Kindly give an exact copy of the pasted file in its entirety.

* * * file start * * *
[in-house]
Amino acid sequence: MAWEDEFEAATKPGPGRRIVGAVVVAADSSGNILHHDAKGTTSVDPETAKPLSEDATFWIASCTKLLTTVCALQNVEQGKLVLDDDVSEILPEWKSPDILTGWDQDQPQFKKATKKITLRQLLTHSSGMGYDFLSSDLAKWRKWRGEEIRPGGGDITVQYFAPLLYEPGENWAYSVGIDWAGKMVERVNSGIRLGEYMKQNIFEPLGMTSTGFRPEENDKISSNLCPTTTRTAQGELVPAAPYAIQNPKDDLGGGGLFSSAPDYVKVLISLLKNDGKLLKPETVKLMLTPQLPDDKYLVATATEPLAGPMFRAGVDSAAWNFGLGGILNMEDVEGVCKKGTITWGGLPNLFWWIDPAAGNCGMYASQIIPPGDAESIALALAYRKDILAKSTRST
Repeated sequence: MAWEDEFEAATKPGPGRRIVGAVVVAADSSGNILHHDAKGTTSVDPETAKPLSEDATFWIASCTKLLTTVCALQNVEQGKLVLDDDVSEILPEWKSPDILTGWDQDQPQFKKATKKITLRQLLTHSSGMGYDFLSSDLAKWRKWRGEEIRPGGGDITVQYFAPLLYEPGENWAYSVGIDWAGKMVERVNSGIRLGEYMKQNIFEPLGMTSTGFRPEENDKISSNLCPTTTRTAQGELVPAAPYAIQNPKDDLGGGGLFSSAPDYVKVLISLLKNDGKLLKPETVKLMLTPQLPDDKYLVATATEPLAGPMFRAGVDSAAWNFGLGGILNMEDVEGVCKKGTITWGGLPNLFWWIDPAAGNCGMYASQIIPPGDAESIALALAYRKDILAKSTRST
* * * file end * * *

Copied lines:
[in-house]
Amino acid sequence: MAWEDEFEAATKPGPGRRIVGAVVVAADSSGNILHHDAKGTTSVDPETAKPLSEDATFWIASCTKLLTTVCALQNVEQGKLVLDDDVSEILPEWKSPDILTGWDQDQPQFKKATKKITLRQLLTHSSGMGYDFLSSDLAKWRKWRGEEIRPGGGDITVQYFAPLLYEPGENWAYSVGIDWAGKMVERVNSGIRLGEYMKQNIFEPLGMTSTGFRPEENDKISSNLCPTTTRTAQGELVPAAPYAIQNPKDDLGGGGLFSSAPDYVKVLISLLKNDGKLLKPETVKLMLTPQLPDDKYLVATATEPLAGPMFRAGVDSAAWNFGLGGILNMEDVEGVCKKGTITWGGLPNLFWWIDPAAGNCGMYASQIIPPGDAESIALALAYRKDILAKSTRST
Repeated sequence: MAWEDEFEAATKPGPGRRIVGAVVVAADSSGNILHHDAKGTTSVDPETAKPLSEDATFWIASCTKLLTTVCALQNVEQGKLVLDDDVSEILPEWKSPDILTGWDQDQPQFKKATKKITLRQLLTHSSGMGYDFLSSDLAKWRKWRGEEIRPGGGDITVQYFAPLLYEPGENWAYSVGIDWAGKMVERVNSGIRLGEYMKQNIFEPLGMTSTGFRPEENDKISSNLCPTTTRTAQGELVPAAPYAIQNPKDDLGGGGLFSSAPDYVKVLISLLKNDGKLLKPETVKLMLTPQLPDDKYLVATATEPLAGPMFRAGVDSAAWNFGLGGILNMEDVEGVCKKGTITWGGLPNLFWWIDPAAGNCGMYASQIIPPGDAESIALALAYRKDILAKSTRST